|Posted on September 15, 2013 at 11:35 PM|
Marriage to a U.S. Citizen does not automatically confer American citizenship status to their immigrant spouse. Like most immigration process, an immigrant spouse will have to file for permanent residency through the U.S. Citizenship and Immigration Services (USCIS). One advantage to being married to a U.S. Citizen is that the immigrant spouse would be classified as an immediate relative and will not be subject to preference categories and their accompanying priority date backlogs, since immigrant visas are always available under the immediate relative category.
There must be a showing of a bonafide marriage at the the time it was performed, a bonafide marital relationship and that it was not entered into solely for procuring an immigration benefit. The mere existence of a marriage certificate will not be enough to establish a bona fide marital relationship. Evidence of a bonafide marriage include many or all of the following: signed affidavits from friends and relatives attesting to the authenticity of the relationship; love letters, holiday cards and photos. In cases where the foreign national is already in the United States, it may be expected that the couple live together. USCIS will expect to see comingling of funds through joint bank accounts, joint tax filings, joint utility bills and joint leases or mortgages. The birth certificate of children born into the marriage will also be strong evidence of a bona fide relationship.
The process begins with a comprehensive package to the USCIS. The main two forms are: I-130, Petition for Alien Relative and I-485, Application to Adjust Status. In addition to form I- 130, the U.S. Citizen and foreign national spouse must each complete form G-325A which provides general biographical information. Additional ancillary forms to be submitted include I-693, Medical Exam Results and I-864, Affidavit of Support. Lastly, to establish or preserve employment eligibility and travel privileges (especially if the foreign national will not continue to maintain their nonimmigrant status or is not in current nonimmigrant status), other forms that may be submitted include: I-765, Application for Employment Eligibility and I-131, Application for Advance Parole.
Caution: Once an application for adjustment of status has been filed, the applicant may not be able to depart the U.S. until advance parole is issued. Should an applicant depart the U.S. while the application is pending, but before advance parole is issued, they may be considered to have abandoned their application to adjust status.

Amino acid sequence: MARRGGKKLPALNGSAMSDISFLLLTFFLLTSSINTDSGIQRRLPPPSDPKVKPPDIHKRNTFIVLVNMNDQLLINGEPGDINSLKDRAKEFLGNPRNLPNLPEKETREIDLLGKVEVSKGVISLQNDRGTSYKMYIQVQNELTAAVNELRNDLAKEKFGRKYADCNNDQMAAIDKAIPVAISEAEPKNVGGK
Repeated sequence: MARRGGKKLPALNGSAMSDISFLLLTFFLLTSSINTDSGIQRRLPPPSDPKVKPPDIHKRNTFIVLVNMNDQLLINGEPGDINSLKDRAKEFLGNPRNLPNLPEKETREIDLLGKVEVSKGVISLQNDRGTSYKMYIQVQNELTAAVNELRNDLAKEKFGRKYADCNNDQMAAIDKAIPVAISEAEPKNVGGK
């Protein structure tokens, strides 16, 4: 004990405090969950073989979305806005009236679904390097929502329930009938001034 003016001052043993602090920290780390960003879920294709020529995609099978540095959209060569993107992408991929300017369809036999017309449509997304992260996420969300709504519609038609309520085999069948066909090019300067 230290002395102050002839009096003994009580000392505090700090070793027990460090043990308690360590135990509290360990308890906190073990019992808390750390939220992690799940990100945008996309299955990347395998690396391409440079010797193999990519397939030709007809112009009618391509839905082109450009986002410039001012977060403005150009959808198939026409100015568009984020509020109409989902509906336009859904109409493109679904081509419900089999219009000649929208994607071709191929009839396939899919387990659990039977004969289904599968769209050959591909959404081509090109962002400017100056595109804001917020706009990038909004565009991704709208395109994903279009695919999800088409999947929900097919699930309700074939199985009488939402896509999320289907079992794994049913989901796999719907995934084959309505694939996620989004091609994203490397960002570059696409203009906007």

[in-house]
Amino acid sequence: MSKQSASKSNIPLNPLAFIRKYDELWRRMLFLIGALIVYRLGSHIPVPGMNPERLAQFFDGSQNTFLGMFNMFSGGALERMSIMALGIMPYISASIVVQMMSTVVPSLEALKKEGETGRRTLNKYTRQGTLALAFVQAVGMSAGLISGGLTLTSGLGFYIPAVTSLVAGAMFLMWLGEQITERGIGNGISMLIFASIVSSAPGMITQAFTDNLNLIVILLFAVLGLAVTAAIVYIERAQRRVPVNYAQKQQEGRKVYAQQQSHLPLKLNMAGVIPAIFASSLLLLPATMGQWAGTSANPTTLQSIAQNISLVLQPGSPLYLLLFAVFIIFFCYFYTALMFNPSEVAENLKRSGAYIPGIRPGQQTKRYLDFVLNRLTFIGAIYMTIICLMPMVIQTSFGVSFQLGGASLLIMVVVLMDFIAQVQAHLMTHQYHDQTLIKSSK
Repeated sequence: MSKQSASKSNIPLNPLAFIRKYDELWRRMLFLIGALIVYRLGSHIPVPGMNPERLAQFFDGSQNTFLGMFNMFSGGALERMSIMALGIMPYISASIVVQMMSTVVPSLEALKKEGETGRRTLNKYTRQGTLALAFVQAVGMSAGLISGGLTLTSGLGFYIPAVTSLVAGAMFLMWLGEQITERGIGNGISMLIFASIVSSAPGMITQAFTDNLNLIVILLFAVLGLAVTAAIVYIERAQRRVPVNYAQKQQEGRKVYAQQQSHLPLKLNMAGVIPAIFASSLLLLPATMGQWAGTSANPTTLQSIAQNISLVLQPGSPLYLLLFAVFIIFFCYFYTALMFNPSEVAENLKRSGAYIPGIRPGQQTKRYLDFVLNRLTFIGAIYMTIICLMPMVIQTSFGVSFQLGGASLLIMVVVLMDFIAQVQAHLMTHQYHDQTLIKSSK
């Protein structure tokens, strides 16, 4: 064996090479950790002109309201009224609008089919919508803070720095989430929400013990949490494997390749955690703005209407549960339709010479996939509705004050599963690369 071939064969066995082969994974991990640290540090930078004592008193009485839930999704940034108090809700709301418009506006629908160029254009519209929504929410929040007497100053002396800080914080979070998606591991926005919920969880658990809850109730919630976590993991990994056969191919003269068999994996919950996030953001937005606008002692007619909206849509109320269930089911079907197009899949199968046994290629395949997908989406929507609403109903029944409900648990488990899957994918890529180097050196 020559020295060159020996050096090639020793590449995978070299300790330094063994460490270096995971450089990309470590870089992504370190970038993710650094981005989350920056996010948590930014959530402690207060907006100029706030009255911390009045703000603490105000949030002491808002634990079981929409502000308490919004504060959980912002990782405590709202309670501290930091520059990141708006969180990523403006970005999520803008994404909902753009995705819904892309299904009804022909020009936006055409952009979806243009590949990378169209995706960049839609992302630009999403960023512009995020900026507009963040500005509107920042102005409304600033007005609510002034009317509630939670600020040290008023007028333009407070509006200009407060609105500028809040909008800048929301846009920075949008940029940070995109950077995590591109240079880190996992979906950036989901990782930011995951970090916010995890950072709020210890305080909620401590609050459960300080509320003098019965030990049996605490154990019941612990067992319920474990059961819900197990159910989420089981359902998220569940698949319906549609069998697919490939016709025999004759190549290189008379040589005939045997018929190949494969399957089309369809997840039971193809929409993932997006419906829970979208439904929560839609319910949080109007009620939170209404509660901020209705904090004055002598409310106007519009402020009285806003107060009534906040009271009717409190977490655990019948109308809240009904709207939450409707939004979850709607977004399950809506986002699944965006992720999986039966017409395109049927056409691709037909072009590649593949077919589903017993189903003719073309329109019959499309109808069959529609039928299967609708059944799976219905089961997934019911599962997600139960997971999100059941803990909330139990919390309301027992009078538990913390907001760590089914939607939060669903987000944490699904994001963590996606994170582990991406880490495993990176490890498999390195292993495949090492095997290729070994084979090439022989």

The final step of the marriage-based adjustment of status application is the adjustment of status interview. At this interview a USCIS Officer will interview the couple, go over any questions or concerns regarding the application packet and determine whether or not the couple's marriage is bonafide. If the officer believes that the foreign national is admissible and that the marriage is bonafide the officer may grant the adjustment of status application right there by stamping the foreign national's valid passport with an I-551 stamp indicating that they are a lawful permanent resident, or more commonly, the officer will decide at a later date usually within 30 days, and the I-551 Lawful Permanent Resident Card or "greencard" will be sent to the foreign national by mail. If the couple has been married for less than two years, the Lawful Permanent Resident Card will be a two year conditional card. The foreign national must again prove that the marriage was bonafide after two years by filing form I-751 with proof that the marriage was bonafide within 90 days of the card's expiration. If the couple has been married for more than two years prior to the adjustment of status, the foreign national will be issued a Lawful Permanent Resident Card without conditions. The card itself will need to be renewed every 10 years, but the foreign national will be eligible to apply for U.S. Citizenship in three years if they remain married.
For information regarding Adjustment of Status Click here to complete our Questionnaire. This Questionnaire must be completed by each adult member of the family before we can schedule a telephonic or Skype consultation with you. The information submitted with this form will be kept strictly confidential.